Entertainment

Hardcore troubadour

Kerrianne's supporting Sisters Healing Earth (SHE) at the launch for their new CD Earth Mother, which fuses harp, medicine drums and penny whistle with healing intent.

"They're women who have moved from cities to Nimbin to lead a freer life. They've found a place that supported them as women finding their power, the feminine form singing up the human healing of the planet. I'm working as an Aboriginal woman integrating that cultural healing."

For many years Kerrianne's been a potent solo performer and advocate for the sovereign rights of her people.

"When I was 17 I considered politics, till I realised how cut-throat the system was and how hard it was to push change through. Music was a much better way to be part of the true revolution. I'm a troubadour, and the job of a troubadour is to get clear about your message. We're not going to prevail as just the deadly blacks in a patriarchal world, we have to find the balance between men and women, blackfellas and whitefellas."

Highlights of a dangerous life:

In 2004 Kerrianne was elected chairperson of the Beagle Bay Community and shortlisted for a National 2005 Human Rights Award. From her base there she continued the relentless work that in 1997 won a WAMI (Western Australia Music Industry) award and in 2000, NAIDOC's (National Aborigines and Islanders Day Observance Committee) Female Artist of the Year. In 2001 she received the Deadly Vibe Female Artist of the Year and in 2003 the Australian Government Centenary Medal and the ALMA (Australian Live Music Awards) Songlines Indigenous Award.

Kerrianne's played Womadelaide, the Sydney Opera House and all important cultural points in between. She's toured extensively throughout the United States, Canada, Asia and South Africa. In 2005 she was NAIDOC's National Artist of the Year and became a vital part of the National Indigenous Women's Leadership Program.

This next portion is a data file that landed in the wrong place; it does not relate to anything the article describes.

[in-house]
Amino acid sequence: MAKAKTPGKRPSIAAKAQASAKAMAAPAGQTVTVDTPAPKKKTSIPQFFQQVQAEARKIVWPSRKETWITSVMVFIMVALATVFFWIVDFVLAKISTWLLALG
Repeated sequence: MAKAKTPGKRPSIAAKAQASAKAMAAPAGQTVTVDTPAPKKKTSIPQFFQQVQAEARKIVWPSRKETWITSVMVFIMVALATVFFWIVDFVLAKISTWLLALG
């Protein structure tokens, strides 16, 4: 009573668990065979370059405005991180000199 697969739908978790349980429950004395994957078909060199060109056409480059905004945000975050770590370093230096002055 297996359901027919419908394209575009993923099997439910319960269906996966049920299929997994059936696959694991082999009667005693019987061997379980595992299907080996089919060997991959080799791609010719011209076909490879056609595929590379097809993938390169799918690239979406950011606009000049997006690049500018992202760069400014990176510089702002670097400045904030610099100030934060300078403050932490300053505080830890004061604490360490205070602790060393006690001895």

Tours throughout Australia and Asia have seen her at countless festivals, the most recent being Ukitopia, just up the road. Across this epoch she's recorded three CDs, the most recent being Return to Country. Evoked by her homecoming after years on the road, it came out of seeing family members struck down by the afflictions that still beset Aboriginal people.

"I came back from years in the world and when you see what's happening at home you either fall in a hole or you rise to the occasion."

Kerrianne says she sees frightening correlations between the industrialization of the Kimberlys and the encroachment of coal seam gas mining in the Northern Rivers.

"You people are starting to feel the injustice we feel every day of our lives. But we're past being simply Aboriginal, our rights as shareholders of the earth have been violated.

"I've been fighting long before this - the history of unresolved Aboriginal injustice is what I was brought up in. I had our culture and music to bring me through it. It's important to bring a common vision together as a starting point for groups around Australia."

And in a national scoop, Kerrianne's revealed to The Scene that her maternal grandmother, Jabirr Jabirr elder Rita Augustine, who publicly berated retired Greens leader Bob Brown on ABC TV's Q&A program over his opposition to the Kimberly gas hub, has changed her mind and resolved to oppose it.

"She realized she'd been set up and used. She wants to put a new claim in. So now our family's back together and strong. When you wanna see change you don't go to the pollies, you go to the people. That's my big strategy."

Kerrianne Cox plays alongside SHE at the Nimbin Bush Theatre on December 8. Tickets: $20/15 from iwannaticket.com.au, The Green Bank in Nimbin or at the door.


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